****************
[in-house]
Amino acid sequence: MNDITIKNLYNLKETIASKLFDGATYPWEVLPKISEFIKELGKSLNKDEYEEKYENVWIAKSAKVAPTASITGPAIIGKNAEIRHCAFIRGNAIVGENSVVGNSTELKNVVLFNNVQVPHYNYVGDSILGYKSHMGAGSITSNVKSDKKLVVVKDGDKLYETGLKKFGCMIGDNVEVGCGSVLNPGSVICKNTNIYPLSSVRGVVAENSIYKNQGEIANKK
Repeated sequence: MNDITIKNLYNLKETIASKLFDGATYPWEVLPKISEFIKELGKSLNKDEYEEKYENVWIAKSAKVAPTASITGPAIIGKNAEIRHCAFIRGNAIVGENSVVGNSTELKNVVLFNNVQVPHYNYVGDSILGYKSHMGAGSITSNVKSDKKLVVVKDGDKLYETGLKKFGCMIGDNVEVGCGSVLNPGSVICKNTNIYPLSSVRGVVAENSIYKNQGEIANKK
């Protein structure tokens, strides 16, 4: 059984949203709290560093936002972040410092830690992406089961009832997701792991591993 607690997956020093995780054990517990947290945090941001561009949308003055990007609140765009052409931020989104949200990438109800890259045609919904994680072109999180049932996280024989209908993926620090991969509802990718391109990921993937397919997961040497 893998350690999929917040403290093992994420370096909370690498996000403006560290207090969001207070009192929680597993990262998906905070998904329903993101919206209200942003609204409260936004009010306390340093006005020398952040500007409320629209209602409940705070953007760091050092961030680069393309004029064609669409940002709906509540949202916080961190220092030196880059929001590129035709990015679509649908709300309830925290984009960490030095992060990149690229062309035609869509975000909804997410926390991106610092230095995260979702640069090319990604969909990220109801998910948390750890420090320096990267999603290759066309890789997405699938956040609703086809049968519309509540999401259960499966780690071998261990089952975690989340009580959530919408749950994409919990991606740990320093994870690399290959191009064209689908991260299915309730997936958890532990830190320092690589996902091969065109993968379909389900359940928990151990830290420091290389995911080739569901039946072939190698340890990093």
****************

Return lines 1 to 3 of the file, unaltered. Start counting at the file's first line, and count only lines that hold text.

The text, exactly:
[in-house]
Amino acid sequence: MNDITIKNLYNLKETIASKLFDGATYPWEVLPKISEFIKELGKSLNKDEYEEKYENVWIAKSAKVAPTASITGPAIIGKNAEIRHCAFIRGNAIVGENSVVGNSTELKNVVLFNNVQVPHYNYVGDSILGYKSHMGAGSITSNVKSDKKLVVVKDGDKLYETGLKKFGCMIGDNVEVGCGSVLNPGSVICKNTNIYPLSSVRGVVAENSIYKNQGEIANKK
Repeated sequence: MNDITIKNLYNLKETIASKLFDGATYPWEVLPKISEFIKELGKSLNKDEYEEKYENVWIAKSAKVAPTASITGPAIIGKNAEIRHCAFIRGNAIVGENSVVGNSTELKNVVLFNNVQVPHYNYVGDSILGYKSHMGAGSITSNVKSDKKLVVVKDGDKLYETGLKKFGCMIGDNVEVGCGSVLNPGSVICKNTNIYPLSSVRGVVAENSIYKNQGEIANKK